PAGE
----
Kyrgyzstan is often viewed as a country with vast gender inequality. Reports of “bride kidnapping,” such as in the famous 2011 Vice documentary, have painted a dispiriting picture of the place women have in Kyrgyz society. The state of women’s rights in Kyrgyzstan has seen a vast improvement over the last 15 years, however, and despite the continued prevalence of these and other instances of gender-based violations, the general picture is one of progress.
As an independent nation, the Kyrgyz Republic holds a good record for promoting gender equality. The Central Asian country remains a party to the Convention on the Elimination of All Forms of Discrimination Against Women (CEDAW), which it has committed to since 1996, and like most post-Soviet countries, it has enshrined gender equality in the constitution.
Gaps in legislation and inconsistent legal interpretation have precluded greater progress in the area of sex discrimination, however. For example, until recently, many divorced women could not access child support. In 2018, the country reported 40,000 cases of alimony evasion. But in 2020, partly due to the work of activists, the government helped improve women’s rights in Kyrgyzstan by passing an amendment that made alimony evaders more accountable under family law. Whereas previously fathers who failed to pay child support could get away with just a fine, since 2020, fathers must pay alimony in full.
The marrying of persons under the age of 18 is illegal in Kyrgyzstan yet 13% of Kyrgyz girls are married before their 18th birthday. Failures in law enforcement in conjunction with unemployment and rural poverty have meant the persistence of traditional non-consensual child marriages. Particularly in larger families that lack the income to support numerous children, parents seek to marry their daughters off to wealthier families to alleviate economic hardship. The problem is worse in rural areas, where the poverty rate is higher than the national poverty rate.
Child marriages in Kyrgyzstan are usually the result of “bride kidnapping” or “ala kachuu,” which literally translates to “pick up and run away.” Every year, 7,000 to 9,000 Kyrgyz girls fall prey to this practice, according to government figures. The bride’s parents are often responsible, along with the other family providing the “bride money.” Both parties arrange the marriage for the daughter typically without her consent in an unofficial religious ceremony. These illegal child marriages put young brides at risk of rape and domestic violence.
The United Nations Development Programme (UNDP) has worked to reduce child marriages in Kyrgyzstan since 2016. A key example of its work is the 2018-19 Project Addressing Early Marriages, which the British Embassy funded. This project was successful at encouraging the Kyrgyz Ministry of Labour and Social Development to implement the law prohibiting underage religious marriages in a “systematic way.” It also assisted the training of religious leaders in their understanding of marital law and improved the hotline services available to affected women and girls.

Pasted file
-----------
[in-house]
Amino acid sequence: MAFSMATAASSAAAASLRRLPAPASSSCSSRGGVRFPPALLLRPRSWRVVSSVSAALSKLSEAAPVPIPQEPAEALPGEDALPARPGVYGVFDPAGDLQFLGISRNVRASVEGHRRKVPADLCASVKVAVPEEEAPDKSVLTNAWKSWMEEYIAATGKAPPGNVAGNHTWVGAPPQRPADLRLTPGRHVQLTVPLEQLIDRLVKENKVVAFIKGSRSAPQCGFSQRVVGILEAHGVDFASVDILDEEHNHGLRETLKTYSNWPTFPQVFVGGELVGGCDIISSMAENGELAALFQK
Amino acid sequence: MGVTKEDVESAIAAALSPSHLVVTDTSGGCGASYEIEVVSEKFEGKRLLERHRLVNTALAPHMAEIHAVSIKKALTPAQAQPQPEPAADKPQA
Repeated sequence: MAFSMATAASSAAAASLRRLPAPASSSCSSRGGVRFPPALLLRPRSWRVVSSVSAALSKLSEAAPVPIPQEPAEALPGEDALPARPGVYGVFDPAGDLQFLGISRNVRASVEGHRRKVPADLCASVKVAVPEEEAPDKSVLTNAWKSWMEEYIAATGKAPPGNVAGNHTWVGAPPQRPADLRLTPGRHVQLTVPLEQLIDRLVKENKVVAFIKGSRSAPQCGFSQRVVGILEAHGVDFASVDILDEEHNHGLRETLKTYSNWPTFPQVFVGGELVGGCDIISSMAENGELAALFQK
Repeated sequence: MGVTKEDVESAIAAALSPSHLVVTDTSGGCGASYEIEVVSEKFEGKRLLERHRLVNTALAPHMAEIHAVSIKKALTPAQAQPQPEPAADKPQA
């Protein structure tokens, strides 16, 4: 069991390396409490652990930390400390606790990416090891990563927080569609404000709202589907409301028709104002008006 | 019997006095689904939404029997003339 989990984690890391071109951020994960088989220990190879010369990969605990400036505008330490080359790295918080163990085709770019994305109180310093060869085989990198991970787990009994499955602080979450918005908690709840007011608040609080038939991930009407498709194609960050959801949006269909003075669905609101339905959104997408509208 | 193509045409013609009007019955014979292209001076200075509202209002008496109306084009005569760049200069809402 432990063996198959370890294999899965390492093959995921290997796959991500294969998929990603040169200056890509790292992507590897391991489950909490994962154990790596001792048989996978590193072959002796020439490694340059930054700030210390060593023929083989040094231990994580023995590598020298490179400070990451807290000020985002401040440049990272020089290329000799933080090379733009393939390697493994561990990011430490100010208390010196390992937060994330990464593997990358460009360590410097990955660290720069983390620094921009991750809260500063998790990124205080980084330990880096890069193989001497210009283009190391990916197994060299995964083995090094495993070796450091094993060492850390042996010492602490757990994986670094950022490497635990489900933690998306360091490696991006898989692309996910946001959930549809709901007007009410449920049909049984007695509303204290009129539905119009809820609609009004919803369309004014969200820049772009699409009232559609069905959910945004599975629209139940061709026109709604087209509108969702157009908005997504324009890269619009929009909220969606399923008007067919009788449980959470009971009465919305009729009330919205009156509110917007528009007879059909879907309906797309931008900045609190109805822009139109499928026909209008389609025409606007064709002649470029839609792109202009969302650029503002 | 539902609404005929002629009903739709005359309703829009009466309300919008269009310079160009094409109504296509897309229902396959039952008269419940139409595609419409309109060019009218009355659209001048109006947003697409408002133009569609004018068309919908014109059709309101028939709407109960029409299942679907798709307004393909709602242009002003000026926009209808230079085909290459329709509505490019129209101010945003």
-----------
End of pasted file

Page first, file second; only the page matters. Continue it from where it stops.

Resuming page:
As part of the global Spotlight Initiative, a multi-year program that the Kyrgyz government and the European Union supported, U.N. has been implementing sex equality training to improve women’s rights in Kyrgyzstan. Two of the main aims of this program are to eliminate all forms of violence against women and girls and provide services to survivors.
Violence against women is a serious problem in Kyrgyzstan and cases have risen since the forced closures of crisis centers during the country’s COVID-19 lockdowns. The last decade has seen improvements though, both in legislation and the provision of survivor support services, such as Spotlight Initiative-funded safe spaces.
Yet despite these improvements, the majority of domestic violence survivors in Kyrgyzstan do not seek help. Family pressure, social stigma and a lack of economic opportunities compel up to 90% of women who have suffered violent treatment from their husbands to return to them, according to U.N. figures. Alternatively, many women escape to pursue unsafe employment opportunities, making them susceptible to trafficking.
The state education system in Kyrgyzstan nominally treats all pupils equally regardless of sex. Girls and boys enjoy near educational parity in Kyrgyzstan at the primary level in terms of enrollment and attendance rates. At the secondary level, however, the net attendance of girls is 3% lower than boys (59% for boys compared with 56% for girls). A U.N. Working Group has found that the principal reasons for girls dropping out of school early are “forced marriage and adolescent pregnancy.” Nevertheless, the 100% adult female literacy rate in Kyrgyzstan as of 2019 should provide a solid basis for women’s future economic participation.
The government is also advancing women’s rights in Kyrgyzstan through efforts to remove negative stereotypes surrounding women in schools. In April 2022, the Kyrgyz government launched a review of all textbooks and teaching materials with the aim of removing any discriminatory content and pictures. Additionally, initiatives such as “Girls in Science,” which has already helped 3,000 girls, aim to increase the proportion of women in underrepresented sectors.
The Kyrgyz Republic has made impressive strides toward gender equality since earning its independence from the Soviet Union in 1991. It ranks 82nd out of 162 countries on the Gender Inequality Index in 2021. Today, the main impediments to women’s rights in Kyrgyzstan are intolerant patriarchal attitudes that perpetuate violence against women, notably the ancient practice of “bride kidnapping”, failures in law enforcement and a lack of economic opportunities for women. “Kyrgyzstan stands at a crossroads with an immense opportunity to harness the potential of women,” wrote a group of U.N. human rights experts in April 2022.
– Samuel Chambers